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referring to God's former commands, " to execute true judgment, and show mercy, and oppress not the stranger" and declaring that for such oppression, and for not executing judgment and mercy, God had "scattered them as with a whirlwind among the nations," Zech. 7: 9, 10,14. Finally, in the 19th chapter of Leviticus, the same chapter that contains the precept, thou shalt love thy neighbor as thyself, there stands out this conclusive, emphatic, comprehensive law: "If a stranger sojourn with thee in your land, ye shall not oppress him, but the stranger that dwelleth with you shall be unto you as one born amongst you, and thou shalt love him as thyself, for ye were strangers in the land of Egypt. I am the Lord your God," Lev. 19: 34. Now it is incredible, impossible, that this very class of persons, thus protected and favored of God, and commended to the favor and love of the Hebrew people, could have been at the same time selected as the subjects of bondage, and appointed as a class on whom the Hebrew masters might exercise the full rigor of perpetual slavery. It is impossible that they could have been doomed and treated as an inheritance of human chattels. Yet this is the argument, and this the monstrous conclusion of those who would restrict the application of the free law of the Jubilee to persons of Hebrew birth, and who contend that in the 45th and 46th verses of this chapter, there is a wholesale consignment of the heathen to the Hebrews as their chattels, their slaves. Let us examine the Hebrew of this clause. The first phrase essential to be marked, is the designation of the class from whom servants may be taken, of the children of the strangers that do sojourn among you, Asbs a"^an E^asiF.n iasa . The same expression is used in Lev. 25:23: Ye are strangers and sojourners with me, a'atiim t:"ns. Job uses a word derived from the same verb ">M from which this noun a^s is derived, to signify a dweller in the house: They that dwell in my house, and my maids, virnptti "ns, Job 19: 15. So in Ex. 3: 22, Every woman shall borrow of her that sojourneth in her house, WTO rnw . So also in Gen. 23:4, the words "?, stranger, and aoin, sojourner, are almost synonymous. They are thus used, Ps. xxxix., " I am a stranger and a sojourner with thee," atiin "qw? iax 15. The same words are used (Lev. 25:47) in the next clause of the law under consideration, if a sojourner or stranger, saWni 11 (stranger and sojourner). One might be merely a stranger passing through the land, but not a sojourner, because not making any stay in the land; but the sojourners, settling in the country, were called the strangers of the land, and their children are the class designated in the verse before us, their descendants generally. Of them shall ye buy, and of their families that are with you, which they begat in your land. This is an additional description. Their families that are with you, esa? -itix annaws, i. e. separate and independent families, living by themselves, settled in the land under protection of its laws, and in the enjoyment of its privileges; not families in bondage, nor in any way under tribute, but free families, under protection of Jehovah. Of these, begotten in the land, and consequently citizens, proselytes, covenanters, with all the Hebrews, a naturalized part and parcel of the nation, might the Hebrews buy is the word used), obtain, by purchasing their services, servants for themselves, as in the verse preceding, rrato ias, the serving man and serving woman, the servant and maidservant. Then it is added, and they shall be your possession, tssi Wti rttnxi, they shall be to you for a possession; that is, the servants so obtained by purchase of their services on contract for time, shall be your possession; not the families, not the race of sojourners, but such of the children or descendants of the sojourners, or members of their families, as might enter into such contract of service for money; as, in Ezek. 44: 28, God says of himself, that he is the possession of the priests, the Levites, ownx "<ax, J am their possession. Still, it is not absolute; they shall be to you for a possession, not absolutely, your possession. Nor is it any stronger than where it is said in Ex. 21: 21, of the servant purchased, that is apprenticed according to the legal contract, for money paid beforehand to the servant for his services, that he is his master's money, for he is his money, xin iEco"o. He might be a Hebrew servant, and yet be called, in this sense, his master's money, his master's possession, his services belonging to his master for so long a time as might have been specified in the terms of the contract. But the servant himself was never, and could not be, the property of the master, though he might be bound for a term of service, extending from master to son, as would be the case, if bound until the Jubilee. It would be regarded in the light of a long lease, conveyed for an equivalent, in consideration of which, though the servant making the contract was not the master's property, yet the service, promised and paid for, was. And this claim, up to its legal expiration, would with propriety be spoken of, be described, as conveyable from the master to his children, for any period within the limit of its legal conclusion at the Jubilee. If the master who made the contract with the servant, died, while any part of the contract remained unfulfilled, the claim belonged as an inheritance, or family possession, to his children after him. For example, if, during the first year after the year of Jubilee, when many new contracts would be made, and householders would be looking out for servants on the most profitable terms, a master could agree with a servant, could hire or apprentice him, could buy him, as the Hebrew phrase is ordinarily translated, from a family of strangers or sojourners, to serve in his household till the next Jubilee, this would be an engagement for at least forty-seven years. Now supposing such a master to be of the age of fifty, and at the head of a family, the contract would bind this servant, in effect, as a servant to the children of the household; and supposing the master to die at the age of seventy-five, the claim upon his services would descend as a possession, as an inheritance to the children for some twenty-two years longer. The servant might be said to belong to the family still, for that period of the unfulfilled engagement. It was an engagement which had bound the servant, in Hebrew phrase, forever. But this phrase, in respect to legal servitude, is, absolutely and beyond dispute, demonstrated to mean a period no longer than to the Jubilee. Two prominent instances, in the case of Hebrew servants, put this beyond possibility of controversy, showing that the /oreuer-contract (^\-\) had always its termination, by the law of Jubilee, at that period; nor could any contract override'that law; nor was there ever a pretence, because the servant was bound to his master, technically, forever, that therefore he was bound to him beyond the Jubilee, or was not to be free at the coming of the Jubilee. One of these cases is that of the Hebrew servant renewing his contract with his master to the longest period (Ex. 21: 6): his master shall bore his ear through with an awl, and he shall serve him forever, eAsi "nasi . But at the Jubilee, on the sound of the trumpet, he was free, and must return to his own family, he and his children with him. The second instance of this illustration of the usage and meaning of the word and the law, is in Deut. 15:17, comprehending Hebrew men-servants and maid-servants under the same rule. At his own agreement and desire, the Hebrew servant has his ear bored, and is bound until the longest period ever admitted by the law: and he shall be thy servant forever, aisi iss r$ rnm. And also unto thy maid-servant thou shalt do likewise. Nevertheless, at the Jubilee they were to be free; this contract, which was said to be forever, terminated by a law that lay at the foundation of the whole system of Hebrew jurisprudence and polity, at the Jubilee; it could not be made to run across that limit; no one could be held in servitude, no matter what were the terms of his contract, beyond that illustrious year of liberty. A similar usage and illustration are found in 1 Sam. 27:12: "And Achish believed David, saying, He hath made his people Israel utterly to abhor him; therefore he shall be my servant forever, aiis wi *i rnni, he shall be to me for a servant forever. In the book of Job there is another illustration (40: 28 — in our translation, 41: 4): "Will he make a covenant with thee? wilt thou take him for a servant forever?" The phraseology here is strikingly illustrative; for it seems to be drawn from the very contract made with servants who were willing to enter into the longest apprenticeship, and the man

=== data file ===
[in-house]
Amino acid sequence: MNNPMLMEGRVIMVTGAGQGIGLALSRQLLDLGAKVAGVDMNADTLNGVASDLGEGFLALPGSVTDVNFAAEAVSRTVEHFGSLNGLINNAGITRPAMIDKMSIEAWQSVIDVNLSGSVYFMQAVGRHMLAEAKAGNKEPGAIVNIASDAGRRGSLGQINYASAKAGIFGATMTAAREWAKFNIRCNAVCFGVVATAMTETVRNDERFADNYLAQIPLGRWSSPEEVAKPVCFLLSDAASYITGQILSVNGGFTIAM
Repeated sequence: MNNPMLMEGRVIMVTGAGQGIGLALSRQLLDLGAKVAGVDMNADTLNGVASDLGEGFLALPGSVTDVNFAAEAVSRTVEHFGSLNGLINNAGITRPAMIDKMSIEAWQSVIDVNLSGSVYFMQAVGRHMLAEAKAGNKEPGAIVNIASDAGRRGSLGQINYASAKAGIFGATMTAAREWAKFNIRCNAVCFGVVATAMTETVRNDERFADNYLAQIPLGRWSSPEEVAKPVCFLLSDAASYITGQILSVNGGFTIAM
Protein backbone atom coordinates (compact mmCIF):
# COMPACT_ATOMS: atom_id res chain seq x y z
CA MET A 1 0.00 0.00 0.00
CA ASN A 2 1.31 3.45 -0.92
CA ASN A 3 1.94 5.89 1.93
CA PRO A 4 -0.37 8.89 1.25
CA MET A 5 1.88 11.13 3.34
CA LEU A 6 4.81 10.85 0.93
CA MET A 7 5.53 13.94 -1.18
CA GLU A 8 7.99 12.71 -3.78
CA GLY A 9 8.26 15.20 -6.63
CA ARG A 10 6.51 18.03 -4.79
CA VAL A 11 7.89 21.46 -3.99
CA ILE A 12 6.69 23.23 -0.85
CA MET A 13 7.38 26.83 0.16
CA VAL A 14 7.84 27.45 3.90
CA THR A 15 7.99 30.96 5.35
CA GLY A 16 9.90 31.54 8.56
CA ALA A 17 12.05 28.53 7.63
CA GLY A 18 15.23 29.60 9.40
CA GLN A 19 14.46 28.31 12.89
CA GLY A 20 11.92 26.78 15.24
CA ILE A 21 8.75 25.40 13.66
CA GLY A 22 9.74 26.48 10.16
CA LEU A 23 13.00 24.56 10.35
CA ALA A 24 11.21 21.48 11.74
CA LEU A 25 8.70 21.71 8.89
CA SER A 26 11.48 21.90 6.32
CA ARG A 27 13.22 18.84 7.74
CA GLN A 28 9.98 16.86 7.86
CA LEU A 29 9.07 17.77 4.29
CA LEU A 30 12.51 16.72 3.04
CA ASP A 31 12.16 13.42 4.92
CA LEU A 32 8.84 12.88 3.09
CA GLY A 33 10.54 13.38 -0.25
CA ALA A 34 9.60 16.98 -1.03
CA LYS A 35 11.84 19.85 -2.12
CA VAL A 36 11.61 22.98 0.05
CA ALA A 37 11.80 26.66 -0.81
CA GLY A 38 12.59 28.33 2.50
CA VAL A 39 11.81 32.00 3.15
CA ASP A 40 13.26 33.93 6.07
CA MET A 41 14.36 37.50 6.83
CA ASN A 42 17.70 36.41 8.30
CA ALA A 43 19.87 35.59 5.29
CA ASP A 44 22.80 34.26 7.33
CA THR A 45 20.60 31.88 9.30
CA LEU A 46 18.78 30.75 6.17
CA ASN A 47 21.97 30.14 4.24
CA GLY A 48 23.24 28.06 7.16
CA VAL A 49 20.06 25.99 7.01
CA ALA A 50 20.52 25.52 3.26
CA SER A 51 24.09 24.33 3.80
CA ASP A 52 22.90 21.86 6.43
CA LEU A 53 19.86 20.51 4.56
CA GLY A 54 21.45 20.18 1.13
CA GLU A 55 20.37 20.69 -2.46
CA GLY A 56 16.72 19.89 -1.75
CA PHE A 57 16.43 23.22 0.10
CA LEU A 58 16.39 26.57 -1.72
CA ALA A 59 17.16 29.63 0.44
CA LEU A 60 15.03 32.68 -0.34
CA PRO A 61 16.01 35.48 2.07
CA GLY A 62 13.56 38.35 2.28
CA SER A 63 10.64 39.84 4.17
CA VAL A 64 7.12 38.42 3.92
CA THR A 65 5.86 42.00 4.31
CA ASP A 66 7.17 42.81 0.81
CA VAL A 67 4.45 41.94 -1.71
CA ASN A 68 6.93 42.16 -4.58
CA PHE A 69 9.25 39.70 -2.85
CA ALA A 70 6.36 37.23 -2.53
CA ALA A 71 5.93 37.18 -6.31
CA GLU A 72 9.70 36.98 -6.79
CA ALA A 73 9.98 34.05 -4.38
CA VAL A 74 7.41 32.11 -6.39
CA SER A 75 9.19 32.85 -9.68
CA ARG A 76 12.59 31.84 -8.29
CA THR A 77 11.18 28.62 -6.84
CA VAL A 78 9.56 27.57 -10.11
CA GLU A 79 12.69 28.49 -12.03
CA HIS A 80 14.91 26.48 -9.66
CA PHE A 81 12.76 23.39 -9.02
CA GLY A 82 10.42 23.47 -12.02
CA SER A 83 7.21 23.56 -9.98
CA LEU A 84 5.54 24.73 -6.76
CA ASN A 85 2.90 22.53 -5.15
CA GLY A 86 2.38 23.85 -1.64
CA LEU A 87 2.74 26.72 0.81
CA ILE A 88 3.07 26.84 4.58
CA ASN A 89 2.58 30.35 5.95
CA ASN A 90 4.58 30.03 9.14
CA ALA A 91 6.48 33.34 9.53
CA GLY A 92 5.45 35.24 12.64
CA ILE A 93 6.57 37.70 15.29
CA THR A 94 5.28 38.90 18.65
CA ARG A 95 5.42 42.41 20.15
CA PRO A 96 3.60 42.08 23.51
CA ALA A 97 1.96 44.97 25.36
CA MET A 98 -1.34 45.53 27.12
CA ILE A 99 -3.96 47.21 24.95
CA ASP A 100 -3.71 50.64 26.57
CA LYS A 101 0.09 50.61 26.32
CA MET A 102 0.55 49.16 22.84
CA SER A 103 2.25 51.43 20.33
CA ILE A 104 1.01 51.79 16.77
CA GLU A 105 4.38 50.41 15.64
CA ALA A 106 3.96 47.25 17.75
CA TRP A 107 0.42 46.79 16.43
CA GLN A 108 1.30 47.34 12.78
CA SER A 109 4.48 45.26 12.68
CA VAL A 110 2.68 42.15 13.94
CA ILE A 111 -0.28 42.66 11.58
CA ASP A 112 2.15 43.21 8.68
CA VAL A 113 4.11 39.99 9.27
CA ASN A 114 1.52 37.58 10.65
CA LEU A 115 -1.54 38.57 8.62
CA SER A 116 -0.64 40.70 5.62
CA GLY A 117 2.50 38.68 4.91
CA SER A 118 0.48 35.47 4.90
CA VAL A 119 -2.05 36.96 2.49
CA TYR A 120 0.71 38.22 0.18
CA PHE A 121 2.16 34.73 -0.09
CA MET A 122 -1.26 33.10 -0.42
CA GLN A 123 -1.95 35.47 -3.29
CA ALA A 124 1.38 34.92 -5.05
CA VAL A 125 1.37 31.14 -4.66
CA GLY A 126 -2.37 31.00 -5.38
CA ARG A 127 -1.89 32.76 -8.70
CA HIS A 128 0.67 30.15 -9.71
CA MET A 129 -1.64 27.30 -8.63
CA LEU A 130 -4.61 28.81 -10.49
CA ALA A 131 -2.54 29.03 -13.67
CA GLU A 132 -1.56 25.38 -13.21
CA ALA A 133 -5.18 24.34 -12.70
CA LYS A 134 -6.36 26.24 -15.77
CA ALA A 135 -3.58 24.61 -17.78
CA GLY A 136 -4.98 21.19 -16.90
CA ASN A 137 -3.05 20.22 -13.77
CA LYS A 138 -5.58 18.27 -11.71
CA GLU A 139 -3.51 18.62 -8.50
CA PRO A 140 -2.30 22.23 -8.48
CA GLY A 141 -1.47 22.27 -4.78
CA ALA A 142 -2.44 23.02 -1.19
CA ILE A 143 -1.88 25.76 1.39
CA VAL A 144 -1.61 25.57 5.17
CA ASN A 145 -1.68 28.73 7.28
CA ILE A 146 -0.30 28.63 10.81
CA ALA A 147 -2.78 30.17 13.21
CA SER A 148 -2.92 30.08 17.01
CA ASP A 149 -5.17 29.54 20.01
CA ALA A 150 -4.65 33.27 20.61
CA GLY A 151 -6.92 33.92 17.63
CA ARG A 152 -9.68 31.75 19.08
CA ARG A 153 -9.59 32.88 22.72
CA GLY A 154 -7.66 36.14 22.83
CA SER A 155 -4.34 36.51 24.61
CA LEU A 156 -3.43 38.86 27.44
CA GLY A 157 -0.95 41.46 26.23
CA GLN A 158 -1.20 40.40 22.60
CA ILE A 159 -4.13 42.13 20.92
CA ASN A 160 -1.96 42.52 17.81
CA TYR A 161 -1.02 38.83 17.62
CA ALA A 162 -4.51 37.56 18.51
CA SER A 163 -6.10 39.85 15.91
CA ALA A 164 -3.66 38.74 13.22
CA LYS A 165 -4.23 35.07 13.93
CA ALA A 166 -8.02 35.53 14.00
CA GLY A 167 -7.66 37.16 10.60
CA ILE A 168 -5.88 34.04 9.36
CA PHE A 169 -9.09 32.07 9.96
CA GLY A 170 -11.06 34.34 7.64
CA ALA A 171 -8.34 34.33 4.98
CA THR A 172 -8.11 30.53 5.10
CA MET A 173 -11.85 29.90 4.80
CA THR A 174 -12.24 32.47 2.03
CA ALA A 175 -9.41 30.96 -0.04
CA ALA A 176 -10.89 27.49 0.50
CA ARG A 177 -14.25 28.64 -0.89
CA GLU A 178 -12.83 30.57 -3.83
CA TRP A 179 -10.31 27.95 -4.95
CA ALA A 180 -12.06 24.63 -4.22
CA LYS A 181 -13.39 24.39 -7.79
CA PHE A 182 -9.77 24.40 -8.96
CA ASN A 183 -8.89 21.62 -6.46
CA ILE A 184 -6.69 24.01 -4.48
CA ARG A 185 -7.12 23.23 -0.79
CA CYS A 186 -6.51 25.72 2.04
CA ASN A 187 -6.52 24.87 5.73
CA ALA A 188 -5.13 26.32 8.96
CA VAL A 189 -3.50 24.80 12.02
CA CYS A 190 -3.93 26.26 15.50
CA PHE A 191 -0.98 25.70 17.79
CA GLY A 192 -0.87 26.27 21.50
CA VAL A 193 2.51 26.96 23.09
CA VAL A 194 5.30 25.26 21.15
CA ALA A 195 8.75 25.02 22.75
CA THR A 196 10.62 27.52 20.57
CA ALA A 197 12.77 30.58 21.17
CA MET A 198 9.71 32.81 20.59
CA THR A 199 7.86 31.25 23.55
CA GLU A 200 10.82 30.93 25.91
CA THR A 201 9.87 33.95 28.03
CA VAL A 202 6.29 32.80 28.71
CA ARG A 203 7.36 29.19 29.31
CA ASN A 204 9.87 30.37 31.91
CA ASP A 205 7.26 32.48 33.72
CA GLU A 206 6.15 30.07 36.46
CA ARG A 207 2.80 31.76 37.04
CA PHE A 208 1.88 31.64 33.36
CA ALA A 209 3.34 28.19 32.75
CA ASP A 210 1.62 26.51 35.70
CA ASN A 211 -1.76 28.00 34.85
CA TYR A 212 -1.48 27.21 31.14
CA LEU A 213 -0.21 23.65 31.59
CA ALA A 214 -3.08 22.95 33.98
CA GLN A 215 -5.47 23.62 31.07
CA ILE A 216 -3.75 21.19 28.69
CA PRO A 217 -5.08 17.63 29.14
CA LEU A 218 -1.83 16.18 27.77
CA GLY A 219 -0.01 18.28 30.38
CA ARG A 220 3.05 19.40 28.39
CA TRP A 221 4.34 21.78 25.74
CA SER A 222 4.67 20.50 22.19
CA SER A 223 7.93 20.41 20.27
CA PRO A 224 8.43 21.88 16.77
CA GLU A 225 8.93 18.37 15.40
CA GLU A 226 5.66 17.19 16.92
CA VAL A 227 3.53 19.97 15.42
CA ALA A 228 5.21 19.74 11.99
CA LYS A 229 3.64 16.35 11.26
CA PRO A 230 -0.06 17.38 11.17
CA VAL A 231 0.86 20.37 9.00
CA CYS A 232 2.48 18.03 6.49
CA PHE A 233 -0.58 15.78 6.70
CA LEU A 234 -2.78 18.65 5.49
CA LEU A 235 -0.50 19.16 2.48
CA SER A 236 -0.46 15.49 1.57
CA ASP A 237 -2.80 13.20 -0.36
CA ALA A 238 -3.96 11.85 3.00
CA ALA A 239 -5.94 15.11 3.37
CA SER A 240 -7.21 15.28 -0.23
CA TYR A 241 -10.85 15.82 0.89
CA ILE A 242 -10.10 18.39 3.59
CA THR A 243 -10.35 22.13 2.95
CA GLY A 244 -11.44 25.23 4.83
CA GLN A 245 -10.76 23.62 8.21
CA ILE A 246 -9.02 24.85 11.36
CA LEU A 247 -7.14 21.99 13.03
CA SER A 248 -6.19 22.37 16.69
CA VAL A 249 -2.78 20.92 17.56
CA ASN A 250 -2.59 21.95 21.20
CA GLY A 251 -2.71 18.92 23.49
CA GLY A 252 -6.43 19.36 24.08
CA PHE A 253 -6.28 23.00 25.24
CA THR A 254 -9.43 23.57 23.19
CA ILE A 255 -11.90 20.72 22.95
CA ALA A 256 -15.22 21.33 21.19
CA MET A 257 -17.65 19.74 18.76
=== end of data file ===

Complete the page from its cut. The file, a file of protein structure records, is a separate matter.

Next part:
ner of sealing it, that is, by boring the ear of the voluntary bondman. "Can any man bore the nose of leviathan with a gin, and take him in his sight? Canst thou bore his jaw through with a thorn? Will he speak soft words unto thee? Will he make a covenant with thee ("'a? trna n'ir^n)? Wilt thou take him for a servant forever (o^is iasi wnpn)?" It is to be marked that the word here translated take, is the very word used for purchasing or buying the contract with a servant: " Wilt thou buy him for a servant forever?" In buying a servant, the covenant or contract was made with himself, not with a third party. Hence the condition here referred to, for the possibility of taking leviathan for a servant,— " will he enter into covenant with thee?" Thou canst take him for thy servant in no other way. Will he agree with thee to be thine ias, thy bounden servant of all work, for thyself and thy family? Wilt thou bind him for thy maidens? Will he consent to be a fixture in thine household? Nothing is requisite, nothing needed, to strengthen this demonstration. It is as clear as the noon that the longest period of servitude among the Hebrews was entered into by voluntary contract, and was terminated by the Jubilee. Hebrew servants were apprenticed forever, and so were a possession, an inheritance, until the Jubilee, but never slaves. The children of strangers and sojourners, in like manner, were apprenticed forever; and, in like manner, were a possession, but never slaves. With Hebrew servants, the long term was the exception, and the ordinary term was six years; and even during the long term, they were to be treated as hired servants, rather than as apprentices, though they were legally bound. With servants from the heathen, or from the families of strangers, the long term of apprenticeship would seem to have been the ordinary term, and the six years, or less, the exception; and during the long term there was no such legal provision for them as for the Hebrews, requiring that they should be treated as hired servants. But the advent of the Jubilee put an end to both periods and both kinds of servitude, and all were free, all the inhabitants